A paucity of immigrants

This is precisely the problem. Not only are more people turning their backs on Germany, but those who go are typically the country's best and brightest. According to a study by the Organization of Economic Cooperation and Development (OECD), hardly any other industrialized nation is losing so many academics to other countries. The percentage of emigrants with doctorates is 10 times as high as it is in the general population. And half of emigrants are younger than 35. "This is a warning sign," Ludwig Georg Braun, the president of the German Association of Chambers of Commerce and Industry, said recently.

Meanwhile, the number of new immigrants is on the decline, and those who do choose to make Germany their home are often not exactly the kinds of workers companies actively seek out. While countries like Australia and Canada restrict immigration mainly to the kinds of people they can truly use, all it takes for someone to immigrate into Germany is proof that they already have family there or are Eastern Europeans of German descent.

It is failed policy with far-reaching consequences. Hamburg economist Thomas Straubhaar warns of what he calls a "DDR effect" if the country loses those who are the most flexible and open to innovation as happened to former East Germany. "Unless we do something about it," he says, "this country's problems will become more severe than almost anyone can imagine today."

The country's pension system is losing contributors just as vast numbers of baby-boomers are gradually entering retirement. The demographic crisis is getting worse, especially when one considers that deaths outnumbered births by 144,000 in 2005, and that this gap is continuing to widen.

Beyond the social system, the emigration of the country's elites represents a loss to the German economy as well. The government spends untold thousands of euros for the education and training of every biologist, computer scientist or engineer. And then these specialists become frustrated and leave the country.

Of the just under 12,000 students who enter medical school in Germany each year, fewer than 7,000 end up working in hospitals or private practice. Of those who find employment, about half of them find it outside of Germany, according to the Marburg Bund, the trade association of German hospital doctors. Training these 3,000 or so doctors who end up emigrating costs the government about €600 million -- an expense that ultimately benefits patients in Great Britain, Norway and Switzerland.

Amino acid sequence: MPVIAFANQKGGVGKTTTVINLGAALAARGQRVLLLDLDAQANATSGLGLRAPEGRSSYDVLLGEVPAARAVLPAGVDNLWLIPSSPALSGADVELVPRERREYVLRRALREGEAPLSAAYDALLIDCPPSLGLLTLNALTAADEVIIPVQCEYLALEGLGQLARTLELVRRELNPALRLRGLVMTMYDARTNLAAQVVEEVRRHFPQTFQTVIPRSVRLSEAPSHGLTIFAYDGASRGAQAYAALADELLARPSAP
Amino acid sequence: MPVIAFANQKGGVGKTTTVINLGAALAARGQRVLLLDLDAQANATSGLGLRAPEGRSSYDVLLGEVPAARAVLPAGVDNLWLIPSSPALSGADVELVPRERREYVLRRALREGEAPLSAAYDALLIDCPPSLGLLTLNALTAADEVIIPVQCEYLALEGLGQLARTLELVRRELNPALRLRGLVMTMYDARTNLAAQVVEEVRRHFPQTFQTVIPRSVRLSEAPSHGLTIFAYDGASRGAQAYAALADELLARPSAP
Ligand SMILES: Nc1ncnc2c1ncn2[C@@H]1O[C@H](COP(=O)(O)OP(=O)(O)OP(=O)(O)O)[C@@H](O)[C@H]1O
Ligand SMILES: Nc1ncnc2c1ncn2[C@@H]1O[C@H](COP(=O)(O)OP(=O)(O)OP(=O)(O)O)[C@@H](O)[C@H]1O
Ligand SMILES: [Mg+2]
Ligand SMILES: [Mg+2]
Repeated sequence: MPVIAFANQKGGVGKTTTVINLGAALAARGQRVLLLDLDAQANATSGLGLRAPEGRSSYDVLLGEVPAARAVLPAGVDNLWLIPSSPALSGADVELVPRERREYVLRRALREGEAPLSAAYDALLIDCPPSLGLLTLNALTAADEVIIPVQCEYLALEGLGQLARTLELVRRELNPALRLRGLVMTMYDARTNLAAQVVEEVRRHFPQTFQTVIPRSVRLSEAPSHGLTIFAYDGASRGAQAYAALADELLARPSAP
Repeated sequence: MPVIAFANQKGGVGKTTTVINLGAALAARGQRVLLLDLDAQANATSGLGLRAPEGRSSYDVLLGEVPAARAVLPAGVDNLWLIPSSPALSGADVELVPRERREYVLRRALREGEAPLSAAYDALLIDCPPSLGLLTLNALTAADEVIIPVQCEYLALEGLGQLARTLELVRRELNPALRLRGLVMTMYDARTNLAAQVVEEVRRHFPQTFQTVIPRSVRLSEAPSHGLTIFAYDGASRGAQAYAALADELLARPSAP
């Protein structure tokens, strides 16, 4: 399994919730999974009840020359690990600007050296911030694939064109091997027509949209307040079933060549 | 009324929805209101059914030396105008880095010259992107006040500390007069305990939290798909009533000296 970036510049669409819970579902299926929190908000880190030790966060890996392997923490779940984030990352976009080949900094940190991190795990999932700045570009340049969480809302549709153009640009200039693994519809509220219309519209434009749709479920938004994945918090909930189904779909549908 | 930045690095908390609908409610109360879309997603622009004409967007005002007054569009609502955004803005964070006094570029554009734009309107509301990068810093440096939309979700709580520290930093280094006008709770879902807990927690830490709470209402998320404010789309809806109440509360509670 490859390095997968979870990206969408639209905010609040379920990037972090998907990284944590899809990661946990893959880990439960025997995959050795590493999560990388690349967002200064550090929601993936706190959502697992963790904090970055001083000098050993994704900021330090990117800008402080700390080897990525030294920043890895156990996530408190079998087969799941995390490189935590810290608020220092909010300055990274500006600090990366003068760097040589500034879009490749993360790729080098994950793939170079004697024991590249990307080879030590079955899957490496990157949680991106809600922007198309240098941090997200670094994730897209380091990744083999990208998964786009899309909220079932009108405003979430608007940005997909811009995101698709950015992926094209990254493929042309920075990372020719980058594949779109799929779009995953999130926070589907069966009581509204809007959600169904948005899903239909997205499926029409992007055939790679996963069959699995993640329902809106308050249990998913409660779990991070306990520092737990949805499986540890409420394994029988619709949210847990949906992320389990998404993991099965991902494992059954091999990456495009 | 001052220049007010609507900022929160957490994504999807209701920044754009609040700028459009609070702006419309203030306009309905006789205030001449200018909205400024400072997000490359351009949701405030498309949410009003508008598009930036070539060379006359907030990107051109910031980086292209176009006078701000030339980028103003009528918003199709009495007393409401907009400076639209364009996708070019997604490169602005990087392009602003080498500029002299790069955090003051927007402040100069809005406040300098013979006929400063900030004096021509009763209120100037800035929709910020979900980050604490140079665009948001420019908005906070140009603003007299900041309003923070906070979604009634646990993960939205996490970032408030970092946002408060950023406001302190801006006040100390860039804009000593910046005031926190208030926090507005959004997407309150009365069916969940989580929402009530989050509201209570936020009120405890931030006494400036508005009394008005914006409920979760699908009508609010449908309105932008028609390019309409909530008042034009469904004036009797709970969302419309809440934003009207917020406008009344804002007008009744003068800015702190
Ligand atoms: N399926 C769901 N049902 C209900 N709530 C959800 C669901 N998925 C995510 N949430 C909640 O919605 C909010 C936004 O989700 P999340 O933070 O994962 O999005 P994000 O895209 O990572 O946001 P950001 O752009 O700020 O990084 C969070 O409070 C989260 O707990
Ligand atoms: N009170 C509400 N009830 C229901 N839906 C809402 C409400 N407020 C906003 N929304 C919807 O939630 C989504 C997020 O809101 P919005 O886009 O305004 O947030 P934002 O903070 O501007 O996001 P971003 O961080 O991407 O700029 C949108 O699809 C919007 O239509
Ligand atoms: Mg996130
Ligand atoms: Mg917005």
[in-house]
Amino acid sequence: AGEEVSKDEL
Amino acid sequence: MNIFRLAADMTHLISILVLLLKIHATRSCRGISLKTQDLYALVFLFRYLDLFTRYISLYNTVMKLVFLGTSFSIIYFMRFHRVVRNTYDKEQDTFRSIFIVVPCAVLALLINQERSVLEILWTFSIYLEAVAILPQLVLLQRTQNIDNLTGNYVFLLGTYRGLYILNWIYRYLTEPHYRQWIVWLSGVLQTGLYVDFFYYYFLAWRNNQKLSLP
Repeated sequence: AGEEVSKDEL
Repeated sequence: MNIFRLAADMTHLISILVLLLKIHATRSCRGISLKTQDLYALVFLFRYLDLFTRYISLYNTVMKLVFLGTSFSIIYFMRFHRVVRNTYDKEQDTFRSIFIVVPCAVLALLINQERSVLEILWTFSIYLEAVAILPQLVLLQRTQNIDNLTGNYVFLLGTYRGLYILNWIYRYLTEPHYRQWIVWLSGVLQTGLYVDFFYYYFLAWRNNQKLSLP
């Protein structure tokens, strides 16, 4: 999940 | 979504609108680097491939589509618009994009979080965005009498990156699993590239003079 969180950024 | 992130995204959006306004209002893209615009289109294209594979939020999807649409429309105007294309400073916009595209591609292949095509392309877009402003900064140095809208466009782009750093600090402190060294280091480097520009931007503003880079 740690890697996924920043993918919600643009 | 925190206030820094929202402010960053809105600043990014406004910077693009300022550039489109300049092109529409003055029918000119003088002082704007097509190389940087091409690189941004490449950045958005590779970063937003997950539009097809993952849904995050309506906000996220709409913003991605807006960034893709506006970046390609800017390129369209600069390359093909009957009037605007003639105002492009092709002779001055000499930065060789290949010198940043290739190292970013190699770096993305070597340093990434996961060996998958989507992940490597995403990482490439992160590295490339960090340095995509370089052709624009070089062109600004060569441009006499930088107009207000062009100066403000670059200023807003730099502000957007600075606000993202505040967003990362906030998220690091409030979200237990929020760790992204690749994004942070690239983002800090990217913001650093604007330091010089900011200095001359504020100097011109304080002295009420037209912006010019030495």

Fifty-seven thousand Germans in Austria

Ultimately, such an export of intellectual wealth weakens Germany as a site for investment. Many companies already lack specialized workers today, and 16 percent of German companies are unable to fill all their positions because of a lack of qualified candidates. There are about 7,000 unfilled engineering jobs in the machine building industry alone.

"We cannot simply look on as precisely those people emigrate who are valuable, well educated and motivated," says DaimlerChrysler CEO Dieter Zetsche, referring to what human resource experts call the "brain drain." Zetsche believes that the solution lies in the government changing its approach to immigration policy. "We should encourage people to immigrate who can help us solve our problems."

What was once an exotic dream has become a realistic option for many planning their lives. Three million Germans already live abroad today. Germany, the world champion when it comes to exports, began by moving its manufacturing facilities overseas, followed by outsourcing its jobs to lower-wage countries. Now its citizens are following suit.

Some are motivated by a yen for adventure in faraway places. Others are simply fed up with German idiosyncrasies, such as the propensity to constantly come up with new rules where none were necessary in the first place. But the most important motivation is often economic, as Germans facing a lack of career opportunities at home seek to build new lives in places where their skills are still in demand. And that is the case in a surprisingly large number of places in the world.

Australia has launched a campaign to recruit trained professionals from abroad, from hairdressers to mining engineers. New Zealand is also actively looking for qualified workers. But most emigrants are hesitant to move so far away; for them starting anew in a neighboring country is daring enough.

More than 57,000 Germans now work in Austria. And Switzerland is becoming increasingly popular: One in 10 emigrants opts for Germany's southern neighbor, and in 2005 Switzerland was the top destination for Germans emigrating abroad. Danish job recruiters even make the trip to job fairs in Germany to recruit sought-after German professionals.